Candidates for enzymes involved in biosynthesis of cyanogenic glucosides
Our working hypothesis is that the same gene families (P450s and UGTs) are involved in biosynthesis of CNglcs in plants and insects (Figure 1). On account of that, a general search for P450s and UGTs with sequences from both plants  and insects was carried out in the Z. filipendulae transcriptome. Despite normalization of the cDNA library, transcripts representing enzymes involved in CNglc biosynthesis would be expected to be abundant, because the pathway for CNglc biosynthesis was induced by rearing the Z. filipendulae larvae on acyanogenic L. corniculatus leaves. Full length or almost full length contigs supported by a high number of pyrosequencing reads would therefore be expected lead candidates for enzymes involved in CNglc biosynthesis. A second important selection criterion is genes which do not have a close homolog in B. mori and/or D. melanogaster, because these insects are not biosynthesizing CNglcs.
Cytochromes P450 (P450)
P450s are heme-thiolate proteins present in all kingdoms involved in primary and secondary metabolism as well as in detoxification . Particularly in plants, they are often recruited for novel biosynthetic pathways, and in plants the first two steps in CNglc biosynthesis are catalyzed by P450s. In insects, P450s play crucial roles in the detoxification of toxic bio-active plant natural products present in their feed plants, as well as in primary metabolism and development. In general, insect genomes harbor ~100 different P450s, which can be divided into four clades http://p450.sophia.inra.fr/[26, 27]. For the majority of P450s from plants as well as insects the biochemical function is unknown. However, some functionality can be assigned to each of the four clades based on known functionalities. The CYP6, CYP9, CYP28, CYP308-310, and CYP321 families constitute the first clade, and many of the genes belonging to these families are known to mediate responses to environmental challenges. The families are characterized by a very high diversity, individual members have proliferated by duplication events, show rapid rates of evolution, occur in gene clusters, and show tissue- or developmental-specific expression. The CYP4, CYP311-313, CYP316, and CYP325 families belong to the second clade of highly diverse insect P450s, with some of the gene members being induced by xenobiotics. The third clade is the mitochondrial CYP12 family, comprising many rapidly evolving genes. Some of the slowly evolving genes in this family are involved in moulting. The CYP15, CYP18, and CYP303-307 families constitute the fourth clade of insect P450s. Some members of these families are involved in essential physiological functions like juvenile hormone biosynthesis and moulting.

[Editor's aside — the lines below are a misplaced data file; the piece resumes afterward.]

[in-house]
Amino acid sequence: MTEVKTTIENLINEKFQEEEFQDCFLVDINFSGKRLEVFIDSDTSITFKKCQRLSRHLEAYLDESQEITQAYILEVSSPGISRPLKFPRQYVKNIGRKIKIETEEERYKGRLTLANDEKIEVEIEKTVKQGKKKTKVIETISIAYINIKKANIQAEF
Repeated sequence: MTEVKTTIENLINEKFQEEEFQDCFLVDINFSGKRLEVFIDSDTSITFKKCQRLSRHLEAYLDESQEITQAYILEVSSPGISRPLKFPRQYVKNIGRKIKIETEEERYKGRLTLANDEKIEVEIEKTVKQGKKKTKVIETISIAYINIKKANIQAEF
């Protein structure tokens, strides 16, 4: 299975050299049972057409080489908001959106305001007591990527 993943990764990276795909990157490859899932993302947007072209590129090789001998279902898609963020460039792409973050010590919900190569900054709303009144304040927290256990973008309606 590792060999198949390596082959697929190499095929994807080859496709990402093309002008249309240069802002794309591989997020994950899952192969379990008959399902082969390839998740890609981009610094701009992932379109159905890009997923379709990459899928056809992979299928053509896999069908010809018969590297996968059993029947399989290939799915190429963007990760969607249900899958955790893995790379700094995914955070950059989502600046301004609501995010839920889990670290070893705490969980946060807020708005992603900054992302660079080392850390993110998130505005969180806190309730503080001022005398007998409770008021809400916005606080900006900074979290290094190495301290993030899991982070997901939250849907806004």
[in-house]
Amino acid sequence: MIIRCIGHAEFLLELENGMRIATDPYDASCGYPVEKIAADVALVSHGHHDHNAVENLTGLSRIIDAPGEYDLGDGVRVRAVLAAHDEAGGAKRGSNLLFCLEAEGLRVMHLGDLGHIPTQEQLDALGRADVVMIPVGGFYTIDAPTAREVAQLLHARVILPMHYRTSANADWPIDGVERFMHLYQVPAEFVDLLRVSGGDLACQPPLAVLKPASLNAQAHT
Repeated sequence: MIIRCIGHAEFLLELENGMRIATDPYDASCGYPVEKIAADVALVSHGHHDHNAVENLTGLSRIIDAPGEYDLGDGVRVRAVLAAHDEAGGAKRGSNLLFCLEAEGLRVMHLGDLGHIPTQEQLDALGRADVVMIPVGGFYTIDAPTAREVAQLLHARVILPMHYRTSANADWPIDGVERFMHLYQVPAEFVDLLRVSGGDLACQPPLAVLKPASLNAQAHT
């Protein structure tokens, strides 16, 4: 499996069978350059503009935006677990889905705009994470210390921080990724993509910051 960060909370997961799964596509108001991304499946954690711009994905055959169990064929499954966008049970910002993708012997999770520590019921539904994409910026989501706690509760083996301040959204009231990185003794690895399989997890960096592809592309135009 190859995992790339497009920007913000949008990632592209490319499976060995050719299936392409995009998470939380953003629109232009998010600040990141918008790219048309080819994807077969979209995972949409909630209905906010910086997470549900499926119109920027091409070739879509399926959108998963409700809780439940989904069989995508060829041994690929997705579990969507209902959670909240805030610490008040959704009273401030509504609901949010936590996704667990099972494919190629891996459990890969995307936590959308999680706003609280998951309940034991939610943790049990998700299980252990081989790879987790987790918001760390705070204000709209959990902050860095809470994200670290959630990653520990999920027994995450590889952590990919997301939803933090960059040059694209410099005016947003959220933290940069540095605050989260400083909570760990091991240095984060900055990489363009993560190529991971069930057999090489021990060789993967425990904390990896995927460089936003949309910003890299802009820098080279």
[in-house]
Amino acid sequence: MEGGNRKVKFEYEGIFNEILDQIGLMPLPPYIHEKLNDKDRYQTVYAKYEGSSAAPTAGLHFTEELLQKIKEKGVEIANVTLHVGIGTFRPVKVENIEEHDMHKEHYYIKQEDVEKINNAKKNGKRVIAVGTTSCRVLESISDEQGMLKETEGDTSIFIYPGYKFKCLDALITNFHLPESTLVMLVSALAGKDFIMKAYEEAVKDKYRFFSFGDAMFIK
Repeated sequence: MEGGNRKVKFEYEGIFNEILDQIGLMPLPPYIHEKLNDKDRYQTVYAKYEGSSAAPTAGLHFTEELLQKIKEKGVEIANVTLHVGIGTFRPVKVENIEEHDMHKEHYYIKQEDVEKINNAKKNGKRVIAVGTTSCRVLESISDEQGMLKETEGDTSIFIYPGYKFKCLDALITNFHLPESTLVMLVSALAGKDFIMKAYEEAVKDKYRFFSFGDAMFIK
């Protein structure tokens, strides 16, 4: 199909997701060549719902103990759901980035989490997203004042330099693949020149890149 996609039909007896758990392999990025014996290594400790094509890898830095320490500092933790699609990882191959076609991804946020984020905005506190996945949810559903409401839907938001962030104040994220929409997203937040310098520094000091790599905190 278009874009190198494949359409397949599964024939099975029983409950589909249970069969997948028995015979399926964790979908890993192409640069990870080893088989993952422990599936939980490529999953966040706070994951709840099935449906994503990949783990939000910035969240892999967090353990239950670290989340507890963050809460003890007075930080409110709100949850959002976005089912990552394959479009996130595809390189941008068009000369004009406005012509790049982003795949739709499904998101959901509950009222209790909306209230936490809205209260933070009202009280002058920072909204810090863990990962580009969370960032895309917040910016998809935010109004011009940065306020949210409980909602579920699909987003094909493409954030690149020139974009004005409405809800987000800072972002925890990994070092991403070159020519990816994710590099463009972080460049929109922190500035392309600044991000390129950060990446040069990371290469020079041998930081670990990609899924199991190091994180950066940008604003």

The few P450 sequences from the tree with assigned functions are: DmCYP4G1, DmCYP49A1, DmCYP12A4, and BmCYP15C1. DmCYP4G1 is required for lipid metabolism, DmCYP49A1 and DmCYP12A4 confer insecticide resistance and may therefore be involved in detoxification reactions, while BmCYP15C1 is involved in juvenile hormone biosynthesis. For an overview of known D. melanogaster P450 functions see . Based on the known function and its position in the tree, it can be inferred that ZfCYP304F2 may be involved in juvenile hormone biosynthesis, ZfCYP333B8 may be involved in detoxification processes, and ZfCYP4G48 and ZfCYP4G47 could be required for lipid metabolism. However, because the Z. filipendulae P450 sequences are not that closely related to the P450s with known functions, these functional assignments of P450s in Z. filipendulae are to be considered tentative. Because most of the P450s from B. mori and D. melanogaster shown in the tree has not been properly characterized, it was not possible to infer functions to most of the full length Z. filipendulae P450s obtained.